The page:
PLANTATION, Fla. – It’s Tuesday and Wednesday football practices in August during game week for American Heritage School, winners of four Florida state championships in the past six years. But it doesn’t look like typical game-week practices, especially in football-crazed South Florida, where kids as young as 7 years old hit more often than this nationally acclaimed high school.
Most of the Patriots’ drills have a predetermined outcome. The American Heritage running backs take handoffs, make a cut and dash untouched into the end zone as defenders let them go. The offensive linemen largely work on assignments and hand placements while engaged in some limited contact. The linebackers hit sleds and run no-contact drills designed to leverage the ball-carrier.
When a young cornerback mistakenly tackles a wide receiver in the end zone, the American Heritage coaches shout, “Hold him up! Hold him up!” On his way to the sideline for a water break, the cornerback gets gently reminded by a coach of the cardinal rule at these practices: There’s no tackling to the ground.
American Heritage, with six former NFL players on its coaching staff, practices like the pros. These days, NFL teams are allowed only 14 full-contact practices during their 17-week regular season. Patriots head coach Pat Surtain, a three-time Pro Bowl cornerback, estimates American Heritage tackles at practice four times all year – twice in the spring and twice in summer scrimmages.
“Looking back at drills I did in my career, you shake your head and you’re like, ‘Man, we really did this?’” Surtain said. “Bull in the Ring and Oklahoma Drill are outdated and comical. Some coaches are still using it. There’s no place in the sport for it anymore. You don’t have to prove your toughness anymore.”
American Heritage, a private school of 2,800 students ranging from kindergarten through 12th grade, isn’t the only high school in the country that significantly limits or eliminates tackling at practice. But the approach is still markedly different than many high school and youth programs – and American Heritage adopted the concept seven years ago in a highly competitive football state and before the NCAA even began adjusting its practice guidelines.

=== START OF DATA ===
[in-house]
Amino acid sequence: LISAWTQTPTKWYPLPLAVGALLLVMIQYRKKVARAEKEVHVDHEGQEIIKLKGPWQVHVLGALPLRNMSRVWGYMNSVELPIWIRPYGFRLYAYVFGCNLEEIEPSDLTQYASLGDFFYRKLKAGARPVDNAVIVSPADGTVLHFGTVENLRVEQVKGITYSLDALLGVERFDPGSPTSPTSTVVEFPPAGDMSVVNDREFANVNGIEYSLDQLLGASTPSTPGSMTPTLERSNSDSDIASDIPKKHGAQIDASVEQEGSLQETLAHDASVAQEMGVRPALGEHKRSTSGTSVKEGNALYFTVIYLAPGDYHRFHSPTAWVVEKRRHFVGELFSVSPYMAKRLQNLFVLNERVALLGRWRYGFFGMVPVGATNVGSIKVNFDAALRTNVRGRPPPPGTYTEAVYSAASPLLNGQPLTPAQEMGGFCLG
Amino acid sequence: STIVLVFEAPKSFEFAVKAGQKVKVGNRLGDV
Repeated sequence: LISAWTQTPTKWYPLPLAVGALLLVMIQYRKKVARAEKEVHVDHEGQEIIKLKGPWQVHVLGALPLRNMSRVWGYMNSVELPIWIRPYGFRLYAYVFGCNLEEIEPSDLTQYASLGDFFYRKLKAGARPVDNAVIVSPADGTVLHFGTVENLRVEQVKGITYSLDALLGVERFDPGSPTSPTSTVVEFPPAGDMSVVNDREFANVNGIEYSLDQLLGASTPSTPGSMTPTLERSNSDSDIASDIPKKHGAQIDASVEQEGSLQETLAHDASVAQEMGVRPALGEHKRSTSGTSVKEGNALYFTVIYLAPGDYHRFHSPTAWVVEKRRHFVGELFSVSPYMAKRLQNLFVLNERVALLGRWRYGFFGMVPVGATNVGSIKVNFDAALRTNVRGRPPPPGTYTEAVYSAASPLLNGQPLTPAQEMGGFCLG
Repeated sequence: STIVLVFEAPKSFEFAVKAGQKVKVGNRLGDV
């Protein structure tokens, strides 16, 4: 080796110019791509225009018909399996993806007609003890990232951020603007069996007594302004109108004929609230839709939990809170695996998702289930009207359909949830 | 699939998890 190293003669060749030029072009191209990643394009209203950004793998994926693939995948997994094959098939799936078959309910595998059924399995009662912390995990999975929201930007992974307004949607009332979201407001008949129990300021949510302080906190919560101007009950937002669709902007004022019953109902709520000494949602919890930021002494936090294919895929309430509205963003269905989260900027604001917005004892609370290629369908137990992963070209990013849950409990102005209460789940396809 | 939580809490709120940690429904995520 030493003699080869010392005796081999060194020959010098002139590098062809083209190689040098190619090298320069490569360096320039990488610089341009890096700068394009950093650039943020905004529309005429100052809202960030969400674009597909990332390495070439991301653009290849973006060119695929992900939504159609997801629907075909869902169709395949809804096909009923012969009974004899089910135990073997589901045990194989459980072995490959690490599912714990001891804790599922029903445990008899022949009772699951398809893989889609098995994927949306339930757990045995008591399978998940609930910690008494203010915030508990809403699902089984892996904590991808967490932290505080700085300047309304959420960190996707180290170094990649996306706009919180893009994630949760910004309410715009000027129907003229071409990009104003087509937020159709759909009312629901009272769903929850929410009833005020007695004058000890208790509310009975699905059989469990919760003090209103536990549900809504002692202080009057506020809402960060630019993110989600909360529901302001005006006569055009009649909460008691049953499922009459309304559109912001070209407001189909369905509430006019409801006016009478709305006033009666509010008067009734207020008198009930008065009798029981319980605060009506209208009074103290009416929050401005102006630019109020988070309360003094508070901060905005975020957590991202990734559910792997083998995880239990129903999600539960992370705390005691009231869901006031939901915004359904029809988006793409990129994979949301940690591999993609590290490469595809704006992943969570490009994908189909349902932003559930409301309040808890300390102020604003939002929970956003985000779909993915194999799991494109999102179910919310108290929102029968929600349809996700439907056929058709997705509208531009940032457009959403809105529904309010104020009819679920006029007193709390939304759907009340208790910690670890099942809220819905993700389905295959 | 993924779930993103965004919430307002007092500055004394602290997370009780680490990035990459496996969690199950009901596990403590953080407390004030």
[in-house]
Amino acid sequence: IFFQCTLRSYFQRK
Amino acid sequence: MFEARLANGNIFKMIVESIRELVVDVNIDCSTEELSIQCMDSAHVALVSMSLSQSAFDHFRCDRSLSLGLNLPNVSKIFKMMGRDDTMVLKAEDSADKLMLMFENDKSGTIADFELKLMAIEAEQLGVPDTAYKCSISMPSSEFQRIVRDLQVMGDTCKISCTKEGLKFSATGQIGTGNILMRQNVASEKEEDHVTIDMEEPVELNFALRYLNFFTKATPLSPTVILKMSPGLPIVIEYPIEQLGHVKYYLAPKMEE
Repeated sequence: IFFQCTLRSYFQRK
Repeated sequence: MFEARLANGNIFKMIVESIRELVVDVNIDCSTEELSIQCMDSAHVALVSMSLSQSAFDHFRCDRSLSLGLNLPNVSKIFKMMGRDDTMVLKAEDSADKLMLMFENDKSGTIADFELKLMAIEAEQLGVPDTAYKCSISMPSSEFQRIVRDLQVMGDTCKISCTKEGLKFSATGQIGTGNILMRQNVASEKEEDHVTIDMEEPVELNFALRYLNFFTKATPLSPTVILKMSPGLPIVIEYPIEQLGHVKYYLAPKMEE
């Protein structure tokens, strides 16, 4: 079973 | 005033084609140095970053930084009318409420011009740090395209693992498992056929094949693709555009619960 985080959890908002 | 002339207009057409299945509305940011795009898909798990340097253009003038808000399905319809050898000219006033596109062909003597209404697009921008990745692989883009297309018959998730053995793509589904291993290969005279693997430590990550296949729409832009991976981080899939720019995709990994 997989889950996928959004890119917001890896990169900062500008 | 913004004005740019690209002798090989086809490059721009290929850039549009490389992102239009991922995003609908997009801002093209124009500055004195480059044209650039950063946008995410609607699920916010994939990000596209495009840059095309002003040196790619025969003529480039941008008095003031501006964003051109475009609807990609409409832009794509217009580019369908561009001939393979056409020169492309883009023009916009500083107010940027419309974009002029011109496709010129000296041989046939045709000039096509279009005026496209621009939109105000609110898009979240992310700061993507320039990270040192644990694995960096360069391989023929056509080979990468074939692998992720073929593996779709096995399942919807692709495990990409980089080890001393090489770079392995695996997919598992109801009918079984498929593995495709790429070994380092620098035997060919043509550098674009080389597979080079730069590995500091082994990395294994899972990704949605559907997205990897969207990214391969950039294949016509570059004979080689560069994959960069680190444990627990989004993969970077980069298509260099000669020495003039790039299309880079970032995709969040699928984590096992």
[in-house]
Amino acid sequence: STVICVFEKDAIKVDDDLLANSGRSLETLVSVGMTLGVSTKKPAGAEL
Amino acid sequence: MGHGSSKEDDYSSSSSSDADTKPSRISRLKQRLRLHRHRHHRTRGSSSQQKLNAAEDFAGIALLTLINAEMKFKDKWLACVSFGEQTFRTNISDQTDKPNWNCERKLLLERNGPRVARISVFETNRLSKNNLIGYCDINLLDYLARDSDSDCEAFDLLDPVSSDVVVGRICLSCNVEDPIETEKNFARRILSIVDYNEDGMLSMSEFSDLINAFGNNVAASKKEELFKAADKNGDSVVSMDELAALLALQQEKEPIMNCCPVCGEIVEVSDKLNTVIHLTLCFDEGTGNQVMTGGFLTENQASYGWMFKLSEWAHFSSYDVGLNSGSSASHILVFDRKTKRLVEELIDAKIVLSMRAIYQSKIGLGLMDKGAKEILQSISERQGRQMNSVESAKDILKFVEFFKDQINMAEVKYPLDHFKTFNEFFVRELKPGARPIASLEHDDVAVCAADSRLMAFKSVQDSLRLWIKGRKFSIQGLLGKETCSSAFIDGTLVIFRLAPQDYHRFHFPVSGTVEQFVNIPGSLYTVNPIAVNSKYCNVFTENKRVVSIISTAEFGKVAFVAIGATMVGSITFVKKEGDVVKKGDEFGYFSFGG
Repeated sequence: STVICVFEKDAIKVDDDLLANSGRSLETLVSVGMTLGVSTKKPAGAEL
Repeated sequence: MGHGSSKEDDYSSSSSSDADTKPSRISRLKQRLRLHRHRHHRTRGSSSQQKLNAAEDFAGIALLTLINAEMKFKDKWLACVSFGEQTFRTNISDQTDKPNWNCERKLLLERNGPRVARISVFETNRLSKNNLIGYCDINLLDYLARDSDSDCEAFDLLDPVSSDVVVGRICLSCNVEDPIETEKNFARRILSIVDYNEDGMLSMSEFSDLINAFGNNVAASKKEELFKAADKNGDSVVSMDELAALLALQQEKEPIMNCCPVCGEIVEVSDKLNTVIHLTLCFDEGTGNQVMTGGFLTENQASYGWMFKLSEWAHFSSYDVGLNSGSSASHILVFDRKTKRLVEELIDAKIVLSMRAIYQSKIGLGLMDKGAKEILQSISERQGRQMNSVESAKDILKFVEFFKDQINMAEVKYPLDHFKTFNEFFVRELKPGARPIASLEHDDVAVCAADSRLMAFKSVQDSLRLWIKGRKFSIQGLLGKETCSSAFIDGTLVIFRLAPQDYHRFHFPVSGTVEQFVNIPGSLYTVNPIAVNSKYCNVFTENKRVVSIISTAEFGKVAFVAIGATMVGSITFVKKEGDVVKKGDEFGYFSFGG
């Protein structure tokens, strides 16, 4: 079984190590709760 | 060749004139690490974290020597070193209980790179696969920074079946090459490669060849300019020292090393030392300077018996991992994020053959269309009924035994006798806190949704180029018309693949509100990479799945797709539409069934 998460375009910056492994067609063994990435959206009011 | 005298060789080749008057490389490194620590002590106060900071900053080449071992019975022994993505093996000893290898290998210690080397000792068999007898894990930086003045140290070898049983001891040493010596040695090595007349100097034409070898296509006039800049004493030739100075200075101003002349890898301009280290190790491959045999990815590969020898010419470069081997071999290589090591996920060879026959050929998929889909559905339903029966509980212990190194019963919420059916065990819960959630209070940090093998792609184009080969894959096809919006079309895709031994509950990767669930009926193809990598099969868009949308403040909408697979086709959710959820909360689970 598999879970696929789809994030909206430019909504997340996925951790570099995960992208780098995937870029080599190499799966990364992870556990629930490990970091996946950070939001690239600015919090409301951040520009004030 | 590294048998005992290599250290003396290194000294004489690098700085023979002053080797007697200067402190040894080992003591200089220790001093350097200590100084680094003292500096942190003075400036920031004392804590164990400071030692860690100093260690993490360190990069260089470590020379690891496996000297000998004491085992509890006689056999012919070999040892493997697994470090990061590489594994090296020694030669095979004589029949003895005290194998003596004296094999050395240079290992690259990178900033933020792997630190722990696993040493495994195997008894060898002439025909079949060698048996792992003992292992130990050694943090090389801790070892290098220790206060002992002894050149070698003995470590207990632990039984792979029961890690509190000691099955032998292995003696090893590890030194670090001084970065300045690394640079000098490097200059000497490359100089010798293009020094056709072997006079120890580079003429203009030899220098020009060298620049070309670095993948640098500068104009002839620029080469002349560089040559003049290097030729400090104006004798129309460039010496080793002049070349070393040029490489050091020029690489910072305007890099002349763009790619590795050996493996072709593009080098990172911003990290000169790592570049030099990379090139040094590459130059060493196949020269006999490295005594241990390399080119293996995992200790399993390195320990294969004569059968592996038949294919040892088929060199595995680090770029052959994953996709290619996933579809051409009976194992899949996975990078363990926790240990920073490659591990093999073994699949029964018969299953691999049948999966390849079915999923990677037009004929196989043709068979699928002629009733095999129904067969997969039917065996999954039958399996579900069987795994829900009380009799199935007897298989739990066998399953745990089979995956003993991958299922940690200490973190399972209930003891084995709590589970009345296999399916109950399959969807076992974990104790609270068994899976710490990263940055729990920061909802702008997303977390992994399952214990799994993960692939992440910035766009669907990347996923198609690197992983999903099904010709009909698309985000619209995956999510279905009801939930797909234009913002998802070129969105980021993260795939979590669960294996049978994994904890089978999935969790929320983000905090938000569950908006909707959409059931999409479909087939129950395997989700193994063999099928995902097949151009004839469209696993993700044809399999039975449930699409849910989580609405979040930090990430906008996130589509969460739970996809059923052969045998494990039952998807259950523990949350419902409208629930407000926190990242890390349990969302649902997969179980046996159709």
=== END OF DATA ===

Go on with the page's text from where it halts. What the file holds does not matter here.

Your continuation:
It’s telling that this approach comes from a staff of former NFL players – Surtain, Daryl Porter, Earl Little, Oronde Gadsden, Anthony Harris and Van Waiters – who played a combined 43 years professionally. Surtain, Porter and Gadsden are among the former NFL players who sued the league over severe and permanent brain damage they say is linked to concussions suffered on the job. They played in what Porter calls the “smelling salt era.”
As part of a settlement with the NFL, Surtain visited a doctor recently in Atlanta for cognitive tests.
“There are times I forget things,” said Surtain, 43. “It’s weird. You remember yourself from back then, and now you walk into a room and I forget what I was looking for. It happens a lot. I’m not at that stage yet of panic or anything, but you can sense it and feel it as you’re forgetting stuff.”
Having grown up with hitting every day, Surtain came to appreciate how former Kansas City Chiefs coach Herm Edwards implemented no tackling to keep players fresh. Porter remembers how much better he felt when Buffalo Bills defensive coordinator Wade Phillips kept contact minimal. Surtain said former American Heritage head coach Mike Rumph, another ex-NFL player, had a similar experience with Steve Mariucci and the San Francisco 49ers, so Rumph began American Heritage’s no-tackling-to-the-ground model seven years ago.
“Mike said, ‘Here’s how I want to do it,’” American Heritage athletic director Karen Stearns said. “We’re all like, ‘Really?’”
‘We were all skeptical’
The school’s director of football operations, former Major League Baseball player Bruce Aven, played football in Texas. His mindset was if a teammate broke his leg in practice, “We stepped over him and went over to the goal line.”
“I was skeptical of (American Heritage’s new) approach. We were all skeptical,” Aven said. “These guys came in and are running 90-minute practices, and you’re wondering can they be a good team? Are they going to be soft? Are they ready to play four quarters? And they were.”